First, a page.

Similar to our study, 2 studies conducted in public hospitals and outpatient health care services reported low levels of patient satisfaction with care received with regard to attitudes towards professionals, quality of the surrounding atmosphere (including waiting areas), waiting time before being seen by a professional and quality of administrative services (31). They compared these services with those provided by the private sector and found better patient satisfaction in the private sector. They attributed this to the lower burden on professionals in the private sector, the availability of more facilities and more organized administrative services.

Conclusions

Our study shows that there is a wide gap between the actual provision of care for children with cerebral palsy and the recommended standards for the process of care of such children. Most mothers were not satisfied with several aspects of care provided to their children. Moreover, the documentation system in the hospital is poor.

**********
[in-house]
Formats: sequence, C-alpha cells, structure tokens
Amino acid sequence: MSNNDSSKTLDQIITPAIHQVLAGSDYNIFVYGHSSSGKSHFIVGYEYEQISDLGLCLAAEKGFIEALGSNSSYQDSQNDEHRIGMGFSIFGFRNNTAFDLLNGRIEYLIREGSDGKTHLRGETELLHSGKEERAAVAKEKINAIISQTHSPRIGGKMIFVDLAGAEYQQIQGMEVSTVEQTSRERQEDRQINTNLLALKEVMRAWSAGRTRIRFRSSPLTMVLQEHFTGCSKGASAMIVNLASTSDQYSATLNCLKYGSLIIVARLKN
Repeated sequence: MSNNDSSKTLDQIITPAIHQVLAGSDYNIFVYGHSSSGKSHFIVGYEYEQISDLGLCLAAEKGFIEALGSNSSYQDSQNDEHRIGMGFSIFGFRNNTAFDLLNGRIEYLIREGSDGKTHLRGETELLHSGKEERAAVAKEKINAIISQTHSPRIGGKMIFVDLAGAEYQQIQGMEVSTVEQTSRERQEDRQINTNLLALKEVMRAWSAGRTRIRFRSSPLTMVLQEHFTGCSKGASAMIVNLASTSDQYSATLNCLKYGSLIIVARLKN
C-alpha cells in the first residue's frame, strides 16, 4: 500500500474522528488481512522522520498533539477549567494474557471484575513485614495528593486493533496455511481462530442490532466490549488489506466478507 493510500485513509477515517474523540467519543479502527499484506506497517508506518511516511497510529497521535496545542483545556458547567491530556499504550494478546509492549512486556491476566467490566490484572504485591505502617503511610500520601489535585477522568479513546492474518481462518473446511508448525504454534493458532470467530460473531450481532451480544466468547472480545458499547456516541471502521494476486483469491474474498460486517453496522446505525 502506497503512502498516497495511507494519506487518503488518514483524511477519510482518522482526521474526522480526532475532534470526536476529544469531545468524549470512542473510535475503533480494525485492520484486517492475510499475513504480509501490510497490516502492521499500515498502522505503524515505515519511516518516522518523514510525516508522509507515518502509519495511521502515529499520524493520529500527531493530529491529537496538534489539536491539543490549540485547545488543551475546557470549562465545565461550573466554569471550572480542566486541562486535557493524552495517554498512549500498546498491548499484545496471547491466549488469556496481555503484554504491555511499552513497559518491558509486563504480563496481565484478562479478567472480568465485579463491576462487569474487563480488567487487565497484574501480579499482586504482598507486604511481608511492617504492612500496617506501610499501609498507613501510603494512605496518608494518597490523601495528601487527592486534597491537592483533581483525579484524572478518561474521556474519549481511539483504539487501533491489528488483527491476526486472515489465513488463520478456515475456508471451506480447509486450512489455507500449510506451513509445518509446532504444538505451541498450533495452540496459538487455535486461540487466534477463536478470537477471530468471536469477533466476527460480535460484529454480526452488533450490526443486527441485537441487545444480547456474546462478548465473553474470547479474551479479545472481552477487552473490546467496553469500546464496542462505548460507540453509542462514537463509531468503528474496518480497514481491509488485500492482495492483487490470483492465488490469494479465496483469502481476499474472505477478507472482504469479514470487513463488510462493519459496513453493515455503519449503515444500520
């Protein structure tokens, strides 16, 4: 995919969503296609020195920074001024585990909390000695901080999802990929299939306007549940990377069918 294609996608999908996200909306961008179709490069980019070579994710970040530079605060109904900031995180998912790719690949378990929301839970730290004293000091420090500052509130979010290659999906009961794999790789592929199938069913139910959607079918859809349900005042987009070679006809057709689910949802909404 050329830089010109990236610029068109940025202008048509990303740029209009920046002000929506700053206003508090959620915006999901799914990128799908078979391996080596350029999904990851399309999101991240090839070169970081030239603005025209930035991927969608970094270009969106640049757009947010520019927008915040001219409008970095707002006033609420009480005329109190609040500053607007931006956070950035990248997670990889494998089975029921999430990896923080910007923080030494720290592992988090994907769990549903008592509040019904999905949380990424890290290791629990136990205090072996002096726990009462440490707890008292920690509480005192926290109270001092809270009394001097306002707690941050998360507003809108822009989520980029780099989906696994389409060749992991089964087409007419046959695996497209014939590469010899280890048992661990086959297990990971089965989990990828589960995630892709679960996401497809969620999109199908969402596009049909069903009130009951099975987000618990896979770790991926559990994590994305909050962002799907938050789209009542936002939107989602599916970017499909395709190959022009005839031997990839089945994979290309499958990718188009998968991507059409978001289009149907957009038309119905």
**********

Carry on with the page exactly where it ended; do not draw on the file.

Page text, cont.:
A quality improvement plan is needed for care provision of children with cerebral palsy and their families, which includes continuous monitoring to identify variations in care and their causes, and to take action to address any problems. Periodic assessment of training needs of health care providers is important and the findings should be acted upon. Furthermore, a specific documentation system is urgently needed as part of the care pathways for children with cerebral palsy.

The family is the primary support for their child; it is therefore very important for health care providers to work in collaboration with families and to find ways to increase their participation in the care and rehabilitation plan of their child. As effective communication and information is key to quality standards for health and social care, strategies are needed to allow professionals enough time to listen carefully to the families’ needs and to respond to their enquiries.

Acknowledgements

We thank Sara Fekry Maklad for her help in the collection of data from the children and their families.

Funding: None.

Competing interests: None declared.

Qualité des soins apportés aux enfants atteints de paralysie cérébrale, Alexandrie (Égypte)

Résumé

Contexte : Évaluer la qualité des soins est devenu de plus en plus important pour les prestataires de soins de santé, les autorités de réglementation et les acheteurs de soins.

Objectifs : La présente étude a évalué la qualité des soins fournis aux enfants atteints de paralysie cérébrale pris en charge à l’hôpital universitaire pour enfants d’Alexandrie (Égypte).